My great grandmother was in Prussia during WWII and hid Jews and had to flee her home with her children and relatives when the Russians invaded. She was their “rock” and kept everyone going. She may not have physically fought Russians or Nazis but she was an amazing, strong woman. I want to see more girls like that in YA!

      Liked by 1 person

  1. Here here! I also like seeing a variety of characters in YA fiction, as well as other genres. Then again, I feel guilty at the same time, because the MC for my novel (YA epic fantasy) is good with a sword and a bow and arrow, and has magical powers. But I’m trying to make her strong in other areas, too. Not a Mary Sue, by any means – but she’s also good with languages, reading maps, and plotting travel routes; and she enjoys teaching hunting and self-defense to both boys and girls. She’s clever and caring as well as kick-ass, and the challenge is to balance all of her qualities so she doesn’t come across as Miss Warrior all of the time.

    Another thing that’s equally important as strength is vulnerability. We don’t want to make our characters too strong, either physically or emotionally. The right flaws can make them believable and relatable to readers, and can add “oomph” to the story as well.

    Funny thing is, I have an idea for a future story, a YA contemporary fantasy with a much different protagonist. I already picture her being more feminine than my current MC, with no weapons / combat training whatsoever. But I also see some of her strengths being curiosity, courage, and – the key word here – emotional strength. Those are all admirable qualities for any female character to have, and I look forward to the day I can start writing about her. Which won’t be for a while, but that’s OK.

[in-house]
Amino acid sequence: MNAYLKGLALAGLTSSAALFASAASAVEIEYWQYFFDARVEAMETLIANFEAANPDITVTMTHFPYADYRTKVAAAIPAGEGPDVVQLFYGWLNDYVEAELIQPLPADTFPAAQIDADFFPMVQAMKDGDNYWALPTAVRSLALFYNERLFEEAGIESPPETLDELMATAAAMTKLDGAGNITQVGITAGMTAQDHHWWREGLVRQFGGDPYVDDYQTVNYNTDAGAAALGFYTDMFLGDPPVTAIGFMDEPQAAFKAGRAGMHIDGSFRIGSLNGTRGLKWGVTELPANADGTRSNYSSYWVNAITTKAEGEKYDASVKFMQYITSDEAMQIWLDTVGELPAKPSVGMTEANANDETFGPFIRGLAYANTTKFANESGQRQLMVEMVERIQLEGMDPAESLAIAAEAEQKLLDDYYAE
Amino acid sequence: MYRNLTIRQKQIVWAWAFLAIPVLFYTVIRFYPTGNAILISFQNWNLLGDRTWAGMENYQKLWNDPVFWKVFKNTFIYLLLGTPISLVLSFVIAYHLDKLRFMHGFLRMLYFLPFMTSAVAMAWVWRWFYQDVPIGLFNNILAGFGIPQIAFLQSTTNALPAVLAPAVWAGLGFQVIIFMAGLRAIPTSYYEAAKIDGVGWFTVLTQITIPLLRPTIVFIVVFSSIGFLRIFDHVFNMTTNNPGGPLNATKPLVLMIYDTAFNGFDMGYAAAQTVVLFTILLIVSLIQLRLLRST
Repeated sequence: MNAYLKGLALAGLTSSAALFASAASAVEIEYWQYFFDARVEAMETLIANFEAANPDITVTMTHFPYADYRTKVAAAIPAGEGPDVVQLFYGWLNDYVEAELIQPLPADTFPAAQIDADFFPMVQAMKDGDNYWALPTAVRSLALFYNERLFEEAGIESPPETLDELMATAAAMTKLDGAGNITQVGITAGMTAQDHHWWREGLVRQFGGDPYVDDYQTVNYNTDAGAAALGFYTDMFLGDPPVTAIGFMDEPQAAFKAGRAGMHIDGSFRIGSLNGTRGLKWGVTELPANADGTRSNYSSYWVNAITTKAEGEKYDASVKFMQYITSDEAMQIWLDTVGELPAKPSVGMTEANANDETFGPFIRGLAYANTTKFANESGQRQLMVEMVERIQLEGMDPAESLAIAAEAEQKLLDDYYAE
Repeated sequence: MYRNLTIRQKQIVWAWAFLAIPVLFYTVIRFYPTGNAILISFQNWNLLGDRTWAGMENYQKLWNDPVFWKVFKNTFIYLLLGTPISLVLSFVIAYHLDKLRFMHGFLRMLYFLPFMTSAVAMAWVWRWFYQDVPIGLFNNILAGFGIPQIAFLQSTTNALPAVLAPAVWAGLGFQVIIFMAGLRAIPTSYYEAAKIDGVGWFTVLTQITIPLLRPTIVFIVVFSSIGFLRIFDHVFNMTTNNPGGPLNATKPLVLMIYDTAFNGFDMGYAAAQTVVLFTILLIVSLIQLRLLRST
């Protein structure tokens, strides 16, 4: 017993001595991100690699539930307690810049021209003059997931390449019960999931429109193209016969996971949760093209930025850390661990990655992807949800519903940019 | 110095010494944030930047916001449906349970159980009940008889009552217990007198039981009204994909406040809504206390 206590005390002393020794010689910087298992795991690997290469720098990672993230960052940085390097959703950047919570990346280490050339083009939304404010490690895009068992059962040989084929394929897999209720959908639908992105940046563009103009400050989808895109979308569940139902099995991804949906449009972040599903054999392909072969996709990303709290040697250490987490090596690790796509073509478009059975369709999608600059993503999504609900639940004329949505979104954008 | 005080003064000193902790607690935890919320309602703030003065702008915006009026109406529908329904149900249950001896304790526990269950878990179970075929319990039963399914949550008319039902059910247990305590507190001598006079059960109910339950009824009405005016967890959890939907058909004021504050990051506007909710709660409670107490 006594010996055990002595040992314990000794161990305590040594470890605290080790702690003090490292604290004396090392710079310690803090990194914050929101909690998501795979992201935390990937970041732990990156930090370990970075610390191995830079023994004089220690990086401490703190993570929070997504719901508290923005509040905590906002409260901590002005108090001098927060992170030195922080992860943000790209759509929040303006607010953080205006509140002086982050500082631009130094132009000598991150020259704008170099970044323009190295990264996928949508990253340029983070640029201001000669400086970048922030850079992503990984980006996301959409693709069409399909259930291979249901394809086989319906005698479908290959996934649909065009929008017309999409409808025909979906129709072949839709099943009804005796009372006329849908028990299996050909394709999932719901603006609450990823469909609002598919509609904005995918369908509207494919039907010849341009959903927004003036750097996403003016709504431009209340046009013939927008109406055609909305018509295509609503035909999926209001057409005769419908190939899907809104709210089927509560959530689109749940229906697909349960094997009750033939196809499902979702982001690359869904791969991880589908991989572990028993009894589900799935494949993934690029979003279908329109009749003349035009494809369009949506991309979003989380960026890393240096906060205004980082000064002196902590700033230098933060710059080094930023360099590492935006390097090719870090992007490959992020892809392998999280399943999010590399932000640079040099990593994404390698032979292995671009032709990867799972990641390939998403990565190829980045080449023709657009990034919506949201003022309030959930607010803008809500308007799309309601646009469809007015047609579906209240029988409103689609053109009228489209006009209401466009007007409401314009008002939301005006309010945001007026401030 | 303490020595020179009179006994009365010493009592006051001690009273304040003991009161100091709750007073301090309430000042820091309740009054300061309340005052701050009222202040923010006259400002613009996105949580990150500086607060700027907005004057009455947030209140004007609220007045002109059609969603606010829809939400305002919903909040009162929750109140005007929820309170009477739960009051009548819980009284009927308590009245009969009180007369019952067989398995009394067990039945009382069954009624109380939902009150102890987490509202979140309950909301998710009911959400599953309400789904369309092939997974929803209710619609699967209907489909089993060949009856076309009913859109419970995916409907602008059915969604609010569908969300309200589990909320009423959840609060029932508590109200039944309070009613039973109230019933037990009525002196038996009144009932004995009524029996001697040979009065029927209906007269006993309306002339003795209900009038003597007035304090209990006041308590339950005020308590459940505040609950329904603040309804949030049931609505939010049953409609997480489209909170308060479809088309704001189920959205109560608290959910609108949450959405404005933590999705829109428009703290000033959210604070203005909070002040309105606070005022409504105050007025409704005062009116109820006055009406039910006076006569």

And before I forget: I love the haircut idea you’ve incorporated into your story. Most of the girls-masquerading-as-boys in fantasy novels I’ve read don’t give their hair a second thought. It sounds like the touch you’ve added could help make your MC’s struggles even more realistic. 🙂


    1. It is tricky to balance characteristics, but I think it makes a character more interesting and complex rather than having them be just a stereotyped tough girl or girly girl.

      And you’re right, I think vulnerability is something we need to pay more attention to. I think writers tend to skip over it because they don’t want their female character to look weak. But I think it makes the character more realistic and gives her the opportunity to show her strength and overcome her vulnerability.

      Your future character sounds interesting! I love characters who are internally strong. It will be fun to explore and write a character without any weapons training and is more like an average girl.

      And thanks so much, I’m glad you like the idea! I thought it was more realistic as well because I know I love my hair and if I had to chop it off I’d be super upset! It wouldn’t be an easy thing for me (or a lot of girls I know!). It’s not like yay yippee let’s go play boy! With her situation it’s not something she wants to do.

      Liked by 1 person

  2. Thank you so much for this! I feel like it’s a very prominent problem in YA. I also love that your main character in your book actually likes being a girl.

    Liked by 1 person

    1. Thanks! 😀 I’m glad you like that because I really have struggled with it. Writing her character has helped me realized the problem I have with YA heroines. I finally just had to be like screw it, she is who she is and if people think she’s weak for liking her gender then that’s their problem lol.

      Liked by 1 person

  3. Preach, girl! Haha! I absolutely loved this post. Diversity is so important, and literature needs more of it.